The Monte Carlo Masters, which is the first of three ATP Masters 1000 events to be played on clay this season, gets underway on Sunday with the tournament seen as the first stepping stone towards the French Open.
Rafael Nadal has been crowned champion a record-breaking 11 times, which includes claiming eight successive titles between 2005 and 2012, but the King of Clay is a high-profile absentee this year.
Other notable withdrawals include Daniil Medvedev, Matteo Berrettini, Dominic Thiem and Roger Federer but it is still a top-quality field, featuring seven of the world's top ten.
World number one Novak Djokovic, who is 9/4 to win the French Open, will make his much-anticipated return to tennis and he could be in line to meet Spanish youngster Carlos Alcaraz, who celebrated success at the Miami Open last week, in what would be a mouthwatering quarter-final.
Stefanos Tsitsipas is the defending champion after beating Andrey Rublev 6-3 6-3 last season and the Greek third seed may have his supporters in his title defence.
Other seeds who would figure highly in calculations are Norway's Casper Ruud, German sensation Alexander Zverev, who is 16/1 to win the French Open, and classy Canadian Felix Auger Aliassime.
Britain's hopes rest on the shoulders of seventh seed Cameron Norrie and Dan Evans and the tournament is available to watch on our Sports Live Streaming platform.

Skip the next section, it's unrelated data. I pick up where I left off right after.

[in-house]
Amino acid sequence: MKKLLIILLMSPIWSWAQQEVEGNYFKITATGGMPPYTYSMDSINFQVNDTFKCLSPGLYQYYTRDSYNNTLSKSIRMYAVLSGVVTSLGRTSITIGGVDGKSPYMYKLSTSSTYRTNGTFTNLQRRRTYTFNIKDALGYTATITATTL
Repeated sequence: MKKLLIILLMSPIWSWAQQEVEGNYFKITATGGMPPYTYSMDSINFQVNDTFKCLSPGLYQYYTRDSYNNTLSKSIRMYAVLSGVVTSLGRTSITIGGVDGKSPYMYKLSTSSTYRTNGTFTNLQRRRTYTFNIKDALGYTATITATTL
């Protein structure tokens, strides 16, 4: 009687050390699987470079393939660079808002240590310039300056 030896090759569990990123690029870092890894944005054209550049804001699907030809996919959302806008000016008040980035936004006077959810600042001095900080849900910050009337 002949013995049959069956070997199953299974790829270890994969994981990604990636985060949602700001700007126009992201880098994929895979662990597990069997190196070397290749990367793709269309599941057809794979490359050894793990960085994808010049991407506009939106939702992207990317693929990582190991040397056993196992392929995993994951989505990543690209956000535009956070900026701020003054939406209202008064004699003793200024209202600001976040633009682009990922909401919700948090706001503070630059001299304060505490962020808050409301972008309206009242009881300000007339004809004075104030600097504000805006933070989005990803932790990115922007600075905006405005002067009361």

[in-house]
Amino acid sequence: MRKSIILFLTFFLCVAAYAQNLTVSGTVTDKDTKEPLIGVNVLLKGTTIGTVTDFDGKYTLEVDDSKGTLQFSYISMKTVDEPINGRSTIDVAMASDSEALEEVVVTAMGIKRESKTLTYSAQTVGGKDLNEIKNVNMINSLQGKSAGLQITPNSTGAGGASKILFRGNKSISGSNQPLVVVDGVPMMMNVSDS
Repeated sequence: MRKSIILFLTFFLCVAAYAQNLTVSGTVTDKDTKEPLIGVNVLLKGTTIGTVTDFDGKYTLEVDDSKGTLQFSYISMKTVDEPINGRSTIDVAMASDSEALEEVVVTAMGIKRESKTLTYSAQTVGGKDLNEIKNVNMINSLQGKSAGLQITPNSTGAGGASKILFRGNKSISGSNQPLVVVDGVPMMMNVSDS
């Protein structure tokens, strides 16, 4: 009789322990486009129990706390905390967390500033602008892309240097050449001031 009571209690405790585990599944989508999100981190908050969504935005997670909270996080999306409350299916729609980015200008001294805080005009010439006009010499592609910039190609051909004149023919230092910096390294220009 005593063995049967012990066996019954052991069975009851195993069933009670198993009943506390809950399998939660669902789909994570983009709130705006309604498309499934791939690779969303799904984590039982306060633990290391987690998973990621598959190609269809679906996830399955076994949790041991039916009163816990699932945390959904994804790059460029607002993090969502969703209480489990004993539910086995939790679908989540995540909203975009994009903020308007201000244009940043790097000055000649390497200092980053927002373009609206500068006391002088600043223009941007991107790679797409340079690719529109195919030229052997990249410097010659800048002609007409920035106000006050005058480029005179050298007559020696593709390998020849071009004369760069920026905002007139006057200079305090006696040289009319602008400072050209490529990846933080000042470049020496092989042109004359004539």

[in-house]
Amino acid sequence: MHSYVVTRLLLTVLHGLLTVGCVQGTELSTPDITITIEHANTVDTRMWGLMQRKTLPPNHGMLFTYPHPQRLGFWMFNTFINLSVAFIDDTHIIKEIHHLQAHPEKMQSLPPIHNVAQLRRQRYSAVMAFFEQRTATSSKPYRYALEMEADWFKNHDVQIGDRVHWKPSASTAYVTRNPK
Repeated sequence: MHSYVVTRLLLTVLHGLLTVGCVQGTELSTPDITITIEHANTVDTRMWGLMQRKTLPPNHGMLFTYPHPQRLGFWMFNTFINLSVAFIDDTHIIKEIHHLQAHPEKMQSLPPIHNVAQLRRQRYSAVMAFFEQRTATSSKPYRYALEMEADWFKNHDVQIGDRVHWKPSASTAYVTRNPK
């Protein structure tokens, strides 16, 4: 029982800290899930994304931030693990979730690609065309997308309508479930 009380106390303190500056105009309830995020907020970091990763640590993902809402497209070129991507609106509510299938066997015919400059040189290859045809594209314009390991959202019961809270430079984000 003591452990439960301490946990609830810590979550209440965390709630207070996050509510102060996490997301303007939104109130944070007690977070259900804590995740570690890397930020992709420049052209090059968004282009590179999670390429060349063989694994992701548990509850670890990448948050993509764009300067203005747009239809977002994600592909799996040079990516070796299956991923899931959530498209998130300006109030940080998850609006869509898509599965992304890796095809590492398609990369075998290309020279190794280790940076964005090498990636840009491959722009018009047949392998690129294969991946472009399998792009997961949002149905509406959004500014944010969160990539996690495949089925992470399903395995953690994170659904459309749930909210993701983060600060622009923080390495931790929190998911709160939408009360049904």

Djokovic tops the seedings in Monte Carlo and it has been a long time coming for the Serb, who has been absent since suffering a quarter-final defeat to Jiri Vesely in the ATP Dubai in February.
That is the 34-year-old's only tournament appearance in 2022, after he missed the Australian Open and other events in Indian Wells and Miami.
A lack of match practice must be of some concern, although Djokovic is the defending French Open champion which shows he can still mix it with the very best on a clay surface.
The world number one has also won this event twice - in 2013 and 2015 - but he was a third-round casualty to British star Evans last year.
In fact, Djokovic has failed to go beyond the quarter-final here since his 2015 success and with a lack of a recent outing could be opposable at the forecast prices.
Tsitsipas, who is 6/1 to win the French Open, has great clay-court pedigree and he showed his qualities on slower terrain when scooping this prize in emphatic fashion last year.
The Greek star won the title without dropping a set, defeating the likes of Cristian Garin, Alejandro Davidovich Fokina, Evans and Rublev.
A reproduction of that form would make him the one to beat and it is worth noting his last two efforts in the French Open have seen him reach a semi-final and finish runner-up.
The world number five has enjoyed mixed success this season but he did make the semi-final at the Australian Open and he should be much happier on this surface.
If over the elbow injury which kept him out of action at the end of last year, then Tsitsipas must go well and he is in the right quarter of the draw with sixth seed Auger-Aliassime vulnerable on clay.
Surprises tend to be few and far between in this tournament but if Djokovic, Tsitsipas or Alcaraz falter then Ruud would be the obvious alternative.
The rising Norwegian showed himself to be in good form when reaching the Miami Open final and although beaten by Alcaraz in the final, this surface gives him a decent chance of exacting revenge.
The 23-year-old is a seven-time winner on the ATP Tour and six of those title triumphs have come on clay, which includes in Buenos Aires earlier this year.
His game is well-suited to a slower surface and on current form he is definitely a threat to all.